Post# 270907 , Reply# 41   3/9/2014 at 17:36 (2,217 days old) by beko1987 (Stokenchurch, United Kingdom)        

Useless hopeless pile of crap! No idea what machine it cane from. Possibly many...

Post# 270909 , Reply# 42   3/9/2014 at 17:38 (2,217 days old) by madabouthoovers ()        

3 guesses at where that was made eh Beko? China, China, or China?

Post# 270940 , Reply# 43   3/9/2014 at 19:30 (2,217 days old) by anthony (leeds uk)        
for me

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its got to be that useless gismo Kirby have i think its use is for head massage what a total waste of plastic dont get me wrong i love my kirby but that thing has to take top place on this thread guys

Post# 270944 , Reply# 44   3/9/2014 at 19:43 (2,217 days old) by Vintagerepairer (England)        

At the price which people pay for Kirby cleaners in the UK, I'd like to see an attachment which examines the consumers head from the inside, rather than massaging it from the outside.

As I said in another thread just now, I'm all for people buying what they want at a price they are happy to pay, but I've never been able to see the attraction of spending such a vast amount of money on a vacuum cleaner when there are plenty more cheaper alternatives

Post# 270947 , Reply# 45   3/9/2014 at 19:53 (2,217 days old) by madabouthoovers ()        
Kirby massager

That's exactly what I said - having experienced how noisy these things are, they would have given the user a headache, let alone a comfortable massage! They were better to be use as a sanding tool with a sanding pad attached.

Post# 270949 , Reply# 46   3/9/2014 at 19:57 (2,217 days old) by madabouthoovers ()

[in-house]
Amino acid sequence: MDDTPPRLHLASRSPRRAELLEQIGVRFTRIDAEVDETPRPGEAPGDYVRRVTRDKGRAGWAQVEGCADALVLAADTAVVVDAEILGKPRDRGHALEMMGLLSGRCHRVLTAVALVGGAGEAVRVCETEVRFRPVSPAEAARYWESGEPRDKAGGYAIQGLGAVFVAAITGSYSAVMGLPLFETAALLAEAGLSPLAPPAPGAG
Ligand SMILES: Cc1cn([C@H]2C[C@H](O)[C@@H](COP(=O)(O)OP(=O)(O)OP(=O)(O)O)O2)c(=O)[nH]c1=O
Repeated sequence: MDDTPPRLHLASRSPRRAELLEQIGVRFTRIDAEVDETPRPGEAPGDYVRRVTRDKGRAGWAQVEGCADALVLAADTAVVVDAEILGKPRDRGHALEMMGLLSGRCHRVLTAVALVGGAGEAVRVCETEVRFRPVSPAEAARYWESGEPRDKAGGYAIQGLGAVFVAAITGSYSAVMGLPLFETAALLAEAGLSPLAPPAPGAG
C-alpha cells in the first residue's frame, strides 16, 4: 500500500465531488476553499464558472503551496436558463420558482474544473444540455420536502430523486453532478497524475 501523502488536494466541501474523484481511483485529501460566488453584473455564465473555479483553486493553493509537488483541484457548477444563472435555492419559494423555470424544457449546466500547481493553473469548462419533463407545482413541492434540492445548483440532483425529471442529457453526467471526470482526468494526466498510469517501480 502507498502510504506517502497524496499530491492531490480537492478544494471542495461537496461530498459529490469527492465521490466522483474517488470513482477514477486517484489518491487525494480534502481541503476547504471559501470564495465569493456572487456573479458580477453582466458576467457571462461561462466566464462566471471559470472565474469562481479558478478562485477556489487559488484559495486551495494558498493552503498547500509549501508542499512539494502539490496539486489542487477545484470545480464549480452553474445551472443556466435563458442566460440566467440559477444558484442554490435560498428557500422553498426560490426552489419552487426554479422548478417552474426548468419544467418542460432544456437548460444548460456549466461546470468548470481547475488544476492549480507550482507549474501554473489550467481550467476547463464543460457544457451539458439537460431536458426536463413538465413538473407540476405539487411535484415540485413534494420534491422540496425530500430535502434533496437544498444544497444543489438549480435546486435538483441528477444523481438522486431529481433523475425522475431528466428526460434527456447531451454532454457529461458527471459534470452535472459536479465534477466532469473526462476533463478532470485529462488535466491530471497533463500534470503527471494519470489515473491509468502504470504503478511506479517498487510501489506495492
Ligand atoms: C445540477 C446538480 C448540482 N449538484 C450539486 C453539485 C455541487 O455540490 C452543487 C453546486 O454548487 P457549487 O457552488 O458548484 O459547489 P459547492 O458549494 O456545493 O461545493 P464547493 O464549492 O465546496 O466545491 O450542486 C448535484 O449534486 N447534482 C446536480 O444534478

Benny - like Dyson, Kirby employ salesmen whose job it is to convince a prospective buyer that their life is just not complete unless they have a Kirby vacuum cleaner.

Dyson uses the media to sell his vacs to people, and pressure salesmen when they go to the likes of Currys. Kirby relies on pressure salesmen alone, who will come into your home and wont leave until you have signed on the dotted line. More often its the older generation how fall victim to these salesmen. They will agree to buy a Kirby just to get rid of the salesman out of their house, then sell the Kirby on ebay a few months or years later virtually unused.

Post# 271061 , Reply# 47   3/10/2014 at 14:29 (2,216 days old) by sebo_fan (Scotland, UK, member AKA ukvacfan, & Nar2)        

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Well, its like that with everything though isn't it? I mean, there I was quite happy with my parents old LG washer until it required a couple of parts that weren't justified to repair and I'd be better off with a new LG washer. I stuck with LG because i've been happy with their performance.

However for those who can afford it, Miele make really expensive washing machines. Yes, they're well made and yes they're well thought out with some really unique features - but that's my choice to stay with LG "middle premium," compared to expensively over priced machines that do the same thing as the LG, yet uses an old drive belt to turn the drum.

Pressure sales in a public franchise are nothing to worry about - you can walk away - whereas a Vorwerk home demo or Kirby pressurises you to sign on the dotted line - they are not the same.

Post# 271067 , Reply# 48   3/10/2014 at 14:47 (2,216 days old) by madabouthoovers ()        

I've been pleased with LG as well - they have come a long way since the days of  when they were "Goldstar" as Benny said elsewhere

Hence the name LG, comes from Lucky Goldstar. I remember the old Goldstar video recorders and other electricals, and also as Benny said, they were not that brilliant in quality. Since they have been LG, they have improved their image no end.

Post# 271223 , Reply# 49   3/11/2014 at 03:53 (2,215 days old) by tolivac (Greenville,NC)        

The Kirby tool I don't like is that stupid bare floor-carpet combo tool.and other brand floor-carpet combo tools-none of these work good-and some of the combo tools the carpet brush pops down if the tool is bumpted.And of course the other combo tools mentioned-I want separate attachments-forget the "James Bond" stuff.Esp for the price you pay for the Kirby-they could provide separate floor and carpet tools for the hose wand.Or for bare floors the duster pad that attaches to the regular carpet nozzle.